An East Tennessee State University James H. Quillen College of Medicine faculty member accused of favoritism in one of the school’s residency programs and who was suspended in June resigned from the school Thursday, according to documents obtained by the Johnson City Press.
Dr. Hetal Brahmbhatt, who was an assistant professor at the medical school and who had served as director of the school’s internal medicine residency program, said Thursday in an email addressed to ETSU President Dr. Paul Stanton Jr. and Dean of Medicine Dr. Phillip Bagnell that after much thought and prayer he wanted to resign his position “for better opportunities.”
The email and a response from the medical dean were obtained by the Johnson City Press via a Freedom of Information Act request.
An investigation into the allegations against Brahmbhatt began in early June when officials at the Accreditation Council for Graduate Medical Eduction notified Quillen administrators the accrediting body had received several anonymous complaints alleging Brahmbhatt “greatly favors residents of Indian descent,” meets with a select group of residents at his house at night to discuss the program and other residents, that this select group has access to other residents’ personal information and test scores and that there is “great discrimination regarding duty assignments, distribution of rotations and work load among residents.”
The complaints also alleged that the resident work schedule was being created by first and second-year Indian internal medicine and medical/psychology residents.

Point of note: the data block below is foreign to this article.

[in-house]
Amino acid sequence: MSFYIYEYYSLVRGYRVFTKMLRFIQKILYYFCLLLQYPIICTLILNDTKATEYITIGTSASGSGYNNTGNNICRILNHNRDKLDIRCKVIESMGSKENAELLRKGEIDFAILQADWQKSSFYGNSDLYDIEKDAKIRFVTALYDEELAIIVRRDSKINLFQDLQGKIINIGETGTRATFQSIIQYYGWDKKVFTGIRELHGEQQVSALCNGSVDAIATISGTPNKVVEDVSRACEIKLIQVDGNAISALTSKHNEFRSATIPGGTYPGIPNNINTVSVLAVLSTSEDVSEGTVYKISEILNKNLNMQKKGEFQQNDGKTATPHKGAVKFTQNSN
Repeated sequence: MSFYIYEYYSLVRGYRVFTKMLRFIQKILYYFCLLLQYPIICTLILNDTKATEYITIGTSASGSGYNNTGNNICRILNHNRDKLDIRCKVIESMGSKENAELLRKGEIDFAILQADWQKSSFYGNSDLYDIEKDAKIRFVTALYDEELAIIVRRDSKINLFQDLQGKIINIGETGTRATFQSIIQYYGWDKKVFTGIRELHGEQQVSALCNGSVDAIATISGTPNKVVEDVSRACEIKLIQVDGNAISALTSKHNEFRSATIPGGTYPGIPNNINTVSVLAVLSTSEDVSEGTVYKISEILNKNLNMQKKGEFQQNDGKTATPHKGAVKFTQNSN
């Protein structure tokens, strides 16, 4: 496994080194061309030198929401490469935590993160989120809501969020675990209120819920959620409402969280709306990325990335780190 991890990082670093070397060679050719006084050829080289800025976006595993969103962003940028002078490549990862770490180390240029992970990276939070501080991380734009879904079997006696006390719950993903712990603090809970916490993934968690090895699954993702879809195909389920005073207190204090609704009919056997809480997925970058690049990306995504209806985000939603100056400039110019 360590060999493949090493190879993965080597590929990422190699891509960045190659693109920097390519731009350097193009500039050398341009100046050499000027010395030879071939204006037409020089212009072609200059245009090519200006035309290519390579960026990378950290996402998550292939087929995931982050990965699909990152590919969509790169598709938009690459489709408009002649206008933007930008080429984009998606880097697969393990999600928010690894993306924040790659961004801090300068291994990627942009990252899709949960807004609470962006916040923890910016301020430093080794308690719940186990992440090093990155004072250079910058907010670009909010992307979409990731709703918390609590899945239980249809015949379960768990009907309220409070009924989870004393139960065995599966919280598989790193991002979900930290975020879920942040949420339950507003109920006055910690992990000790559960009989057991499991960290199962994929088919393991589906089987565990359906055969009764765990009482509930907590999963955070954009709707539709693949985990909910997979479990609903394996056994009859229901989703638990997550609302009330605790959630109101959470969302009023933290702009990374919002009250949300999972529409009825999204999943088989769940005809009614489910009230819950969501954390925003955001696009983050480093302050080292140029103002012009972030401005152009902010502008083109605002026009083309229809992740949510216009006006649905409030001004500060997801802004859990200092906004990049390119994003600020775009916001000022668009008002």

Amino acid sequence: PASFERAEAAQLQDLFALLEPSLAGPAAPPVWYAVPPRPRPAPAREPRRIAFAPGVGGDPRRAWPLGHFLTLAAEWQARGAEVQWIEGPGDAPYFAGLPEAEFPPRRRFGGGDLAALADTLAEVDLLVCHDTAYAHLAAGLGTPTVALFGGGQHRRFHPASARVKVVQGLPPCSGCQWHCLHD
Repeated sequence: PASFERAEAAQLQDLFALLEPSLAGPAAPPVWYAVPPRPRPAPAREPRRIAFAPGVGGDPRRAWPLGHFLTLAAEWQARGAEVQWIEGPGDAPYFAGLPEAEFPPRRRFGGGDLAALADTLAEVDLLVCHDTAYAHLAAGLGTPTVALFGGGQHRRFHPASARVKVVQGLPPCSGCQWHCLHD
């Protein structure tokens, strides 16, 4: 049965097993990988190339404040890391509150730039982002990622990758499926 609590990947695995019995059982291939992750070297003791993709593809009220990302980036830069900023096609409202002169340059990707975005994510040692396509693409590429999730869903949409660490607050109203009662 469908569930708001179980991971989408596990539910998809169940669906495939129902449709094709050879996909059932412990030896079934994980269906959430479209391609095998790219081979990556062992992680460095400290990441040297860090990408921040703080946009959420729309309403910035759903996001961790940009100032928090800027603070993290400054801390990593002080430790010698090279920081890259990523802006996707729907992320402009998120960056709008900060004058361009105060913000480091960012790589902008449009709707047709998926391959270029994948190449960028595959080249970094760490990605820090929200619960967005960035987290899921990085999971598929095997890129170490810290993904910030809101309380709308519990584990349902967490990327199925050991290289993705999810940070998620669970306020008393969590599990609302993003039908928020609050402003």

The ACGME said the complaints indicated the resident work environment was hostile and residents feared retaliation if they expressed concerns.
The school investigated and found that many of the allegations were accurate. Specifics on which allegations were true were not made clear.
Brahmbhatt’s duties as director of the college’s internal medicine residency program and site director at Johnson City Medical Center ceased on June 17 and June 21, respectively.
Dr. Gene LeSage assumed the duties of internal medicine residency program director.
Brahmbhatt was suspended from administrative duties at that time, but was allowed to continue seeing patients at ETSU Physicians and Associates. He also was still employed as an assistant professor in the College of Medicine.
Bagnell, accepted Brahmbhatt’s resignation in a letter addressed to him Friday and told Brahmbhatt he was relieved of his “covenant not to compete,” a request Brahmbhatt had made.
Such a covenant is sometimes signed by ETSU doctors that limits where they can practice upon leaving the university. Brahmbhatt was relieved of this obligation.
In his letter of resignation, Brahmbhatt expressed thanks for the opportunity to serve ETSU since 1996. It has been his only employment as a physician.
The investigation is continuing by the Tennessee Board of Regents, the governing body that oversees ETSU.